They’re making our dough in Bangkok and selling the bread in the market

We’re in the Wall Street Journal today (click for the article), but not exactly how you’d expect.  Someone got our first book, started making the bread, and found they could sell lots of it in the local street market!  We’re mentioned in the second half of the article.

People have asked how we feel about that (answer, GREAT!).   Just another way to spread the word…

31 thoughts to “They’re making our dough in Bangkok and selling the bread in the market”

  1. You’ve helped a lot of people get into business. I had a banner day today, with lots of requests for crusty bread and deli rye. That’s unusual for my part of the country. Crusty bread lovers came out from hiding, and I am so glad to bake for them the coming weeks!

  2. Imitation is the best form of flattery! I can’t wait for the flatbreads and pizza book! I’ve had it preordered since the first day we could! 🙂

  3. hello,
    i make your bread all the time, but i have to freeze some because the recipe makes too much for just me and my husband. when you freeze the bread, do you bake it frozen (if so, what is the oven degree and how long), or do you thaw it first. i did this once and the bread was inedible. please respond as i intend to make some bread and freeze it for friends.

  4. Hi guys! Another freezing question for you: like the previous commenter, I also freeze the pre-formed loaves. But quite often we suddenly decide to have guests and I’d really like to bake up some fresh bread but didn’t take it out of the freezer in time for an overnight thaw (in fact, that’s my situation as we speak!). Is there any way to quick thaw the dough either in the microwave or some other way, so I could bake it same day! I still have about 6 hours before the guests arrive. I didn’t see this anywhere in ABin5. Thanks for any help you can give!

    1. Hi Cyndie,

      There really isn’t a reliable way to quick thaw a loaf that needs to rest and bake. But, you could parbake the loaves and then freeze them. Bake them to about 90% done, cool, wrap and freeze the loaf. When you want to eat the loaf, just defrost and crisp in the oven for about 10 to 15 minutes. If you are doing something thin like baguettes you don’t even need to defrost them first.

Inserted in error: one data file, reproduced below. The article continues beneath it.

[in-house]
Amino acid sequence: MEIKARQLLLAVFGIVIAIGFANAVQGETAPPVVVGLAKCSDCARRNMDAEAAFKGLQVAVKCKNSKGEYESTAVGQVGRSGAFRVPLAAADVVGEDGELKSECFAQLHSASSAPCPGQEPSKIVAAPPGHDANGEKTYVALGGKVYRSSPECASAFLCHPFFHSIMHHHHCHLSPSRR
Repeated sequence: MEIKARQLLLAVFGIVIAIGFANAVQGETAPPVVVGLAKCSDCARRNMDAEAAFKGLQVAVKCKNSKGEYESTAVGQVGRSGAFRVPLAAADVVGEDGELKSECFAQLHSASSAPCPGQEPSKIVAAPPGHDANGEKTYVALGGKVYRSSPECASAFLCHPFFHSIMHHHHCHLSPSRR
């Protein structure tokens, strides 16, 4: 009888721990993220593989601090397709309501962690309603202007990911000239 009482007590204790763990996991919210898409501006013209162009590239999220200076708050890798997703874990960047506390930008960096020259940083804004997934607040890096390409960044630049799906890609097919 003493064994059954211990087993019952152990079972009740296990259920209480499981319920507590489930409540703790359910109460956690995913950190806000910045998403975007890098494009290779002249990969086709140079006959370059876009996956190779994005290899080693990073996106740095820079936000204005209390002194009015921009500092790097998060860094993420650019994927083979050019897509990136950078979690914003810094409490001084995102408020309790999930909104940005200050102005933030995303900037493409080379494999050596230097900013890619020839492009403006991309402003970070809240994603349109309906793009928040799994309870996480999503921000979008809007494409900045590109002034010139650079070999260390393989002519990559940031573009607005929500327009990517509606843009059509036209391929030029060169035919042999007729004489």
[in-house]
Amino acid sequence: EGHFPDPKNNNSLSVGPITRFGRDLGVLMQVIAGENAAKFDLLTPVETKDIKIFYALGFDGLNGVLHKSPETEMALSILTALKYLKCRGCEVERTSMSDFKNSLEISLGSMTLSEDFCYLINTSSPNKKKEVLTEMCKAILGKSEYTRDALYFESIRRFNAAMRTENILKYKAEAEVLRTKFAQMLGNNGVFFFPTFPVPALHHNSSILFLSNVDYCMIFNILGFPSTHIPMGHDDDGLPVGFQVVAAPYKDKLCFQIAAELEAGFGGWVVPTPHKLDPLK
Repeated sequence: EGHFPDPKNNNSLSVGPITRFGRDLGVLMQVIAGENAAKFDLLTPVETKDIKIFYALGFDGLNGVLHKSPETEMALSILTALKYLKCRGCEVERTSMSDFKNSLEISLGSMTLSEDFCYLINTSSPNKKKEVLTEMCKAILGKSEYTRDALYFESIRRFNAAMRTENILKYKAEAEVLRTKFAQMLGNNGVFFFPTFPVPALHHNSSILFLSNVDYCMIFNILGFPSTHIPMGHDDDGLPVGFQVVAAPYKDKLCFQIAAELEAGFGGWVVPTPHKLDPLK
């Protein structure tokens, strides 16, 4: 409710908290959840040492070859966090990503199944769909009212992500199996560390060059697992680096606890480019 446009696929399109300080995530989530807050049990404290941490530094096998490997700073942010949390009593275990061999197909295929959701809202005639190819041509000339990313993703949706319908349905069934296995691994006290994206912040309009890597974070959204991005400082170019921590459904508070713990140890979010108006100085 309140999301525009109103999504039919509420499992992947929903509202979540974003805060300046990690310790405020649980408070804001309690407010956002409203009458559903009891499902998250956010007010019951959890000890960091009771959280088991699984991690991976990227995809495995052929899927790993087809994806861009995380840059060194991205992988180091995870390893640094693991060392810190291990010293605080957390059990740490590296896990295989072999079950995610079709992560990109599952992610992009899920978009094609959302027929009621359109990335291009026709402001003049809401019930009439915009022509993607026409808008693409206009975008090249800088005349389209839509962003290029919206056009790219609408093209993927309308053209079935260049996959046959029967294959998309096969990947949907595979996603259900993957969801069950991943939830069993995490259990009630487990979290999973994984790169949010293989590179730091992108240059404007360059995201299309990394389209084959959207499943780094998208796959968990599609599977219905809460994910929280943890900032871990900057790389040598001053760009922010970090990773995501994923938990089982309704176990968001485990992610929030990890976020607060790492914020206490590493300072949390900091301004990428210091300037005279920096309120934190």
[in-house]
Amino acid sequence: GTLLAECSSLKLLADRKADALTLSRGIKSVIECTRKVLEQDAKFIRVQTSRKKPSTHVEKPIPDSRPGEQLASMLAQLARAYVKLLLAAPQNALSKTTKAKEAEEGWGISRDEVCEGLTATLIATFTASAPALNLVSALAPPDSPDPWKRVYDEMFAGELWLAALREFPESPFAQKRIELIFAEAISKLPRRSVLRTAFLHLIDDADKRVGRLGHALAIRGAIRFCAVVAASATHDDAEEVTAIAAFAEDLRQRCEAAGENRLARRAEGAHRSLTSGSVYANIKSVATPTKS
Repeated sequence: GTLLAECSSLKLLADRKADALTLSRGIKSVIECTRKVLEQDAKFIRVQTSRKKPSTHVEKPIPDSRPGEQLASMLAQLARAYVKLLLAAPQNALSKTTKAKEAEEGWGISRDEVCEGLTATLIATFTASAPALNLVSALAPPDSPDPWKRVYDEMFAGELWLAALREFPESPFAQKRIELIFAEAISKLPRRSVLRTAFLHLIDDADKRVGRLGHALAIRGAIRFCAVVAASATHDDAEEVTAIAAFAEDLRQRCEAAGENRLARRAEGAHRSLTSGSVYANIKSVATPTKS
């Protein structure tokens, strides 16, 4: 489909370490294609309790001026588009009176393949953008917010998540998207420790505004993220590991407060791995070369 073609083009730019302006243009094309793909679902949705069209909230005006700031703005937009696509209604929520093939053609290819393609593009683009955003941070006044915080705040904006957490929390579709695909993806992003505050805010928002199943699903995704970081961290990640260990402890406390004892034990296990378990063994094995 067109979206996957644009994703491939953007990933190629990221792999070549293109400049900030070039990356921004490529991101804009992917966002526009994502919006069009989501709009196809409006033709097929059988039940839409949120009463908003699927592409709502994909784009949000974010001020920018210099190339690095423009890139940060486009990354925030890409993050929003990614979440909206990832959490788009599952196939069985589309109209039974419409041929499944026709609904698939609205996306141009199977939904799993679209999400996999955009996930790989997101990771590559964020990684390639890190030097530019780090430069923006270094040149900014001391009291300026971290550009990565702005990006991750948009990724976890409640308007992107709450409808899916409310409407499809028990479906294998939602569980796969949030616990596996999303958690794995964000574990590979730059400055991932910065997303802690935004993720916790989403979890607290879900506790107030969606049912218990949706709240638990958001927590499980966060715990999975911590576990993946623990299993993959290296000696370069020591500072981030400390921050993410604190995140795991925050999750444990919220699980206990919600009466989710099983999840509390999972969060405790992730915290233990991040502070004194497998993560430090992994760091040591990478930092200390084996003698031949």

Thanks, Zoë

  5. Duh! Of course that would be the way! I actually was aware of the parbaking option but have never tried it. This last-minute situation keeps coming up, though, and parbaking

  6. Oops, must have hit send… Anyway I was saying that parbaking sounds like the best way of dealing with it. Thanks so much for your rapid response! So far I only have ABin5, but your other books are on my birthday list and I have a sneaking suspicion I will be getting at least one of them!

  7. After making my way through most of “Artisan Bread in 5 Minutes”, I am now adding “Healthy Bread in 5 Minutes” to my menus. Today I started with the Master Recipe in “Healthy Bread”. I note that you recommend covering with plastic while the formed loaf rises (not recommended in the original book). For health reasons with a family member, I can not use plastic. Can I skip this as in the original book? If not, is there some other option besides a plastic cover? The first batch of dough is rising now, so hope to hear from you soon. I LOVE your first book. Thanks!

    1. Sebastian: Just cover the resting loaf with a big bowl or something like that. With the longer resting time in HB5, the surface can dry out. Or put it in the oven with a bowl of warm water underneath, no heat on. Jeff

  8. That’s so awesome! You’re changing the world!!! I personally have been baking home made bread with your first book AB in 5 for the last 3 years. No turning back! It’s changed our family’s diet/nutrition. Love the oatmeal bread! Thanks for starting the revolution!